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Pandemics Aids Influenza

Overview

Essential Purpose

The complexities of today’s world are in part a consequence of changes that have been in the making for centuries, even millennia. Important historical continuities can be discerned that link one period with another. And even though history may not repeat itself in any precise way, certain historical patterns do recur. Studying one development in world history in the light of an earlier, similar development can sharpen our understanding of both.


The avian bird flu is one of the latest viruses that has caused 
wide spread concerns over a possible pandemic. 
source – http://www.mosnews.com/news/2006/03/20/azerflu.shtml

National History Standards

World History Across the Eras

Standard 1: Long-term changes and recurring patterns in world history

  • The student will be able to trace major changes in world population from paleolithic times to the present and explain why these changes occurred, including the effects of major disease pandemics.

State/Local Standards

States should align these modules to their own state/local standards as appropriate.

Essential Questions

  • What can be learned from studying the effects of a pandemic in one time and place?
  • To what extent can a pandemic disease affect a society?
  • To what extent are pandemics inevitable?

Essential Content

Effects of a pandemic on a society:

  • Black Death
  • Influenza
  • AIDS

21st Century Skills

  • Frame, analyze and solve problems
  • Develop, implement and communicate new ideas to others
  • Locate appropriate resources
  • Act responsibly with the interests of the larger community in mind

Summative Assessment

This summative assessment is a transfer task that requires students to use knowledge and understandings to perform a task in a new setting or context.

The assessment and scoring guide should be reviewed with students prior to using the lessons in the module. Students should do the assessment after the lessons have been completed.

Essential Questions Addressed by the Summative Assessment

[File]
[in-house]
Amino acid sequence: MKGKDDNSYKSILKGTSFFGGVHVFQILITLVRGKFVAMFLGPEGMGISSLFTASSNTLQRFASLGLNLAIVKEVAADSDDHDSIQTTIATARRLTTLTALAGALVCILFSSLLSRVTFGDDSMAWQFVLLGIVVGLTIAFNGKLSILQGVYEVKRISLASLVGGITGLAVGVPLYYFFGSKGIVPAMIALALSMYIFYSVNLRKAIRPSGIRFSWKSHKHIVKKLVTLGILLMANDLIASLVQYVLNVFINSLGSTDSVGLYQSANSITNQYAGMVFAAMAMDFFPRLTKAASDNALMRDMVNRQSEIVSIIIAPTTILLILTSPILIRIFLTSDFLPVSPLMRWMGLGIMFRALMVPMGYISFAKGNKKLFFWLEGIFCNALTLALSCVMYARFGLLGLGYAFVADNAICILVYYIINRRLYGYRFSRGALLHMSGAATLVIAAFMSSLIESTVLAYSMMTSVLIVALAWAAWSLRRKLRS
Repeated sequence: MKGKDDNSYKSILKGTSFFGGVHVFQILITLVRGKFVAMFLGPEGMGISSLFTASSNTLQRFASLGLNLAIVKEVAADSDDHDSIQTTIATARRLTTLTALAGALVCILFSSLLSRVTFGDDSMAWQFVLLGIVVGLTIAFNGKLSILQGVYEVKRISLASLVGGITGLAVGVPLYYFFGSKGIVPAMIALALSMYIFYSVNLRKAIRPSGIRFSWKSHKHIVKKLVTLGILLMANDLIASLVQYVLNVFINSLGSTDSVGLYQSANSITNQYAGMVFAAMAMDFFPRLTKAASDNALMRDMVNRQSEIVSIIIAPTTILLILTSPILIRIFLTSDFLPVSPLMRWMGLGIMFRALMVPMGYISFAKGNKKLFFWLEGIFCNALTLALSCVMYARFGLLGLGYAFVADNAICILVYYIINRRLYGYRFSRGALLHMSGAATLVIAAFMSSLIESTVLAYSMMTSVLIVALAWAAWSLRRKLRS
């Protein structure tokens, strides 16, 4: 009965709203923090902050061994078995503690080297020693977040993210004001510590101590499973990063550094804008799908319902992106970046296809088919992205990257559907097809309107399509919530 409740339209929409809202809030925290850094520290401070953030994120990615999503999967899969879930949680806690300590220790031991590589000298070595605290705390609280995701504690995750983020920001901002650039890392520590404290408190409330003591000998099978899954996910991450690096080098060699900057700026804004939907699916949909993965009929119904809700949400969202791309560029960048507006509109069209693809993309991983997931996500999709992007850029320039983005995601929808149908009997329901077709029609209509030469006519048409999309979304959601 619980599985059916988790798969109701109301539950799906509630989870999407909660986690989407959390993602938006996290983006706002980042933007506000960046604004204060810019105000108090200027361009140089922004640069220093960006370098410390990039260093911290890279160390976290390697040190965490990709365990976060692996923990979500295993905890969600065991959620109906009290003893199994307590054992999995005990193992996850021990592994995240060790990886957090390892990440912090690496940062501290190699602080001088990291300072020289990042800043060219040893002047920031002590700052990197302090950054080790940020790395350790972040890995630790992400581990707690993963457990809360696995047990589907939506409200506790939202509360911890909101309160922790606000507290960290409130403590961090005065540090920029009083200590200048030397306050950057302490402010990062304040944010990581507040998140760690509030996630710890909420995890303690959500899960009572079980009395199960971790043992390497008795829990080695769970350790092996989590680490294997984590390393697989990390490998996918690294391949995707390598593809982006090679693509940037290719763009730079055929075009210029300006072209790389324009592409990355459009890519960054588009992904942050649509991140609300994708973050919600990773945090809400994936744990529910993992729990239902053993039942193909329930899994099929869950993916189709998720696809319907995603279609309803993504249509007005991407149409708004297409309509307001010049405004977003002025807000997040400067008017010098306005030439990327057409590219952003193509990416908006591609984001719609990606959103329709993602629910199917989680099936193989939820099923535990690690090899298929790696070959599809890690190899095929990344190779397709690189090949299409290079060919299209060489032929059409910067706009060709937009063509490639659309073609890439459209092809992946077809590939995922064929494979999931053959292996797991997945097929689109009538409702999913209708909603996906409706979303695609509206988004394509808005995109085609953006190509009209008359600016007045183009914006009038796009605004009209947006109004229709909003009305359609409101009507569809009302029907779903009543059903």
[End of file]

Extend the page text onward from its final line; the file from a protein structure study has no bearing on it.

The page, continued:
• To what extent can a pandemic disease affect a society?
  • To what extent are pandemics inevitable?

Printable Student View

Prior Knowledge
Now that you have learned about how different populations have been changed by a devastating pandemic and how societies explained its causes, you are ready to apply that knowledge.
Problem
Fears of avian influenza spreading rapidly around the world have led members of the United Nations Security Council to convene a special session to study its potential effects.
Role/Perspective
You are a member of the United States Center for Disease Control. You will address the United Nations Security Council on the threat of avian influenza to human populations.
Product/ Performance
Prepare a multi-media presentation that includes historical patterns of responses to pandemics; comparisons to past efforts to halt the spread of a disease; relevant graphs, charts, and other appropriate data; predictions concerning the potential effects of the pandemic; and suggests a plan for how the pandemic problem might best be solved.

Your presentation should reflect the most current research involving any cooperative efforts, national or international, already underway to address the problem of avian influenza.

Criteria for an Exemplary Response
Be sure to include in your report:

  • historical patterns of responses to pandemics;
  • comparisons to past efforts to halt the spread of a disease;
  • multi-media presentation that includes relevant graphs, charts, and other appropriate data as needed;
  • predictions concerning the potential effects of the pandemic;
  • a plan for how the pandemic problem might best be solved.
  • an annotated bibliography for Security Council members wishing to conduct further research.

Scoring Guide